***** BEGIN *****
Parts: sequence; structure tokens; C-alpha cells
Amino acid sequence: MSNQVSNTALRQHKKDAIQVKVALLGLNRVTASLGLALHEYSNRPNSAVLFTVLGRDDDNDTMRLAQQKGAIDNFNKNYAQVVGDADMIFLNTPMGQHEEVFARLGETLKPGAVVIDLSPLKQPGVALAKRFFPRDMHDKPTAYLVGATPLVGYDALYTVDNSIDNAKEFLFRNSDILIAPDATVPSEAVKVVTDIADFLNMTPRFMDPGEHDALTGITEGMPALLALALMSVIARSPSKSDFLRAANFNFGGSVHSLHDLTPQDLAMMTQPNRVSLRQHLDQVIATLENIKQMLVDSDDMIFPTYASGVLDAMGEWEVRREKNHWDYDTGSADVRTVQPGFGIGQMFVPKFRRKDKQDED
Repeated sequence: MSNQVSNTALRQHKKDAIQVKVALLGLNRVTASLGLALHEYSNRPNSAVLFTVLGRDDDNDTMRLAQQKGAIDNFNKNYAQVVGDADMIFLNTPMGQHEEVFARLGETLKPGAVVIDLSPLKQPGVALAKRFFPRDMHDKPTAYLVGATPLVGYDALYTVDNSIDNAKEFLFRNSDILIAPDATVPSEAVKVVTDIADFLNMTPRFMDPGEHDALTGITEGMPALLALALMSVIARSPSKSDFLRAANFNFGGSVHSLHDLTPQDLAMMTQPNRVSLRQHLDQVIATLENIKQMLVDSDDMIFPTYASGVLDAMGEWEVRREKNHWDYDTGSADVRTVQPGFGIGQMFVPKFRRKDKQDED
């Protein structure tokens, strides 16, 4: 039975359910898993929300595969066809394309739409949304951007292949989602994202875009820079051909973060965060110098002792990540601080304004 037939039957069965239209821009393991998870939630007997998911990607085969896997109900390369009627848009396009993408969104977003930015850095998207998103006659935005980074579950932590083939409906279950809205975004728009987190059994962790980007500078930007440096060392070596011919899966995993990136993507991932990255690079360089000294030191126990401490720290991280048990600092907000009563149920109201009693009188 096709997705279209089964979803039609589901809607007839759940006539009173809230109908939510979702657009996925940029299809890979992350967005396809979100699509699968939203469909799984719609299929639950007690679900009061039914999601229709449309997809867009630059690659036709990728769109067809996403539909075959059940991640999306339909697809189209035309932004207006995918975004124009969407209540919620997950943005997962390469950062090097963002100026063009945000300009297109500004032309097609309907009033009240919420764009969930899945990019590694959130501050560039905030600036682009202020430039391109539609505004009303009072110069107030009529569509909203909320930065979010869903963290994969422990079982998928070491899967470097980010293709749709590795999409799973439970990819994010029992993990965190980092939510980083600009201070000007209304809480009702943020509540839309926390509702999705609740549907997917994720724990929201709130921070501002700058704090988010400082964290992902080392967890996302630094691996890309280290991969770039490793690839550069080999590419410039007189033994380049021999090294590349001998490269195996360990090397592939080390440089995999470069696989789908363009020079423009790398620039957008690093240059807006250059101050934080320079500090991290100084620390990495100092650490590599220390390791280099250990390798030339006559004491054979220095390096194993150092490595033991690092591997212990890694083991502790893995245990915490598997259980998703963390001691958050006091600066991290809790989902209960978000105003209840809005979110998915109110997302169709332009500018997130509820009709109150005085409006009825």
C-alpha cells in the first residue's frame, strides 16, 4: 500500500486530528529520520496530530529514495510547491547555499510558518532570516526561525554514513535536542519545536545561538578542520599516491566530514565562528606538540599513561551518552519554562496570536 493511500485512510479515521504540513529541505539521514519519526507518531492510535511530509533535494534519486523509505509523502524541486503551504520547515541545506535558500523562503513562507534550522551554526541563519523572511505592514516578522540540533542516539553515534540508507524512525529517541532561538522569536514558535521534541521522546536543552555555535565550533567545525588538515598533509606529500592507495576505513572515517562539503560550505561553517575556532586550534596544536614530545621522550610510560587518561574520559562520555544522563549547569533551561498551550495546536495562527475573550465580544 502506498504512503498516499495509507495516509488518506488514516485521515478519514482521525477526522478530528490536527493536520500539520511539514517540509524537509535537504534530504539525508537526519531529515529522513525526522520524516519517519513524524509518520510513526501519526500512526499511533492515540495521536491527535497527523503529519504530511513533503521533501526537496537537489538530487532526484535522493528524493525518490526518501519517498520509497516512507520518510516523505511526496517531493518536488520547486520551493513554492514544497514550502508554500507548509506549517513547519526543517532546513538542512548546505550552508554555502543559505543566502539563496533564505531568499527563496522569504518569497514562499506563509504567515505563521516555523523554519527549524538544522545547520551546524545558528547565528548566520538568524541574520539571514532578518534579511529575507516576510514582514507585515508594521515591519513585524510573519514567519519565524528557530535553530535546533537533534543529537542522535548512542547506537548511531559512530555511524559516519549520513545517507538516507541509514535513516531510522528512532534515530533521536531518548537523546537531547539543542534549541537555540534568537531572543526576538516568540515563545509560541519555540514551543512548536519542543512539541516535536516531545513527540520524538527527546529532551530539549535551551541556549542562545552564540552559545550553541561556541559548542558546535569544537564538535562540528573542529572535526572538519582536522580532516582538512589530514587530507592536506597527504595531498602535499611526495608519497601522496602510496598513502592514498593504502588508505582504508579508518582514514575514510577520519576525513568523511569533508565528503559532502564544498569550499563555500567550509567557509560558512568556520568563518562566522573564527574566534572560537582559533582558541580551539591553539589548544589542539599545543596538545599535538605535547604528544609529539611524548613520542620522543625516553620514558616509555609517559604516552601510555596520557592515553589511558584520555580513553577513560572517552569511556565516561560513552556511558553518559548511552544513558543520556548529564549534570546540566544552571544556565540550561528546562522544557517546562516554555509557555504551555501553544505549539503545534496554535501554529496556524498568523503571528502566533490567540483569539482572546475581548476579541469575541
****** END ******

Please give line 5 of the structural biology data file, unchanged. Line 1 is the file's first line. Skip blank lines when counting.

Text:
C-alpha cells in the first residue's frame, strides 16, 4: 500500500486530528529520520496530530529514495510547491547555499510558518532570516526561525554514513535536542519545536545561538578542520599516491566530514565562528606538540599513561551518552519554562496570536 493511500485512510479515521504540513529541505539521514519519526507518531492510535511530509533535494534519486523509505509523502524541486503551504520547515541545506535558500523562503513562507534550522551554526541563519523572511505592514516578522540540533542516539553515534540508507524512525529517541532561538522569536514558535521534541521522546536543552555555535565550533567545525588538515598533509606529500592507495576505513572515517562539503560550505561553517575556532586550534596544536614530545621522550610510560587518561574520559562520555544522563549547569533551561498551550495546536495562527475573550465580544 502506498504512503498516499495509507495516509488518506488514516485521515478519514482521525477526522478530528490536527493536520500539520511539514517540509524537509535537504534530504539525508537526519531529515529522513525526522520524516519517519513524524509518520510513526501519526500512526499511533492515540495521536491527535497527523503529519504530511513533503521533501526537496537537489538530487532526484535522493528524493525518490526518501519517498520509497516512507520518510516523505511526496517531493518536488520547486520551493513554492514544497514550502508554500507548509506549517513547519526543517532546513538542512548546505550552508554555502543559505543566502539563496533564505531568499527563496522569504518569497514562499506563509504567515505563521516555523523554519527549524538544522545547520551546524545558528547565528548566520538568524541574520539571514532578518534579511529575507516576510514582514507585515508594521515591519513585524510573519514567519519565524528557530535553530535546533537533534543529537542522535548512542547506537548511531559512530555511524559516519549520513545517507538516507541509514535513516531510522528512532534515530533521536531518548537523546537531547539543542534549541537555540534568537531572543526576538516568540515563545509560541519555540514551543512548536519542543512539541516535536516531545513527540520524538527527546529532551530539549535551551541556549542562545552564540552559545550553541561556541559548542558546535569544537564538535562540528573542529572535526572538519582536522580532516582538512589530514587530507592536506597527504595531498602535499611526495608519497601522496602510496598513502592514498593504502588508505582504508579508518582514514575514510577520519576525513568523511569533508565528503559532502564544498569550499563555500567550509567557509560558512568556520568563518562566522573564527574566534572560537582559533582558541580551539591553539589548544589542539599545543596538545599535538605535547604528544609529539611524548613520542620522543625516553620514558616509555609517559604516552601510555596520557592515553589511558584520555580513553577513560572517552569511556565516561560513552556511558553518559548511552544513558543520556548529564549534570546540566544552571544556565540550561528546562522544557517546562516554555509557555504551555501553544505549539503545534496554535501554529496556524498568523503571528502566533490567540483569539482572546475581548476579541469575541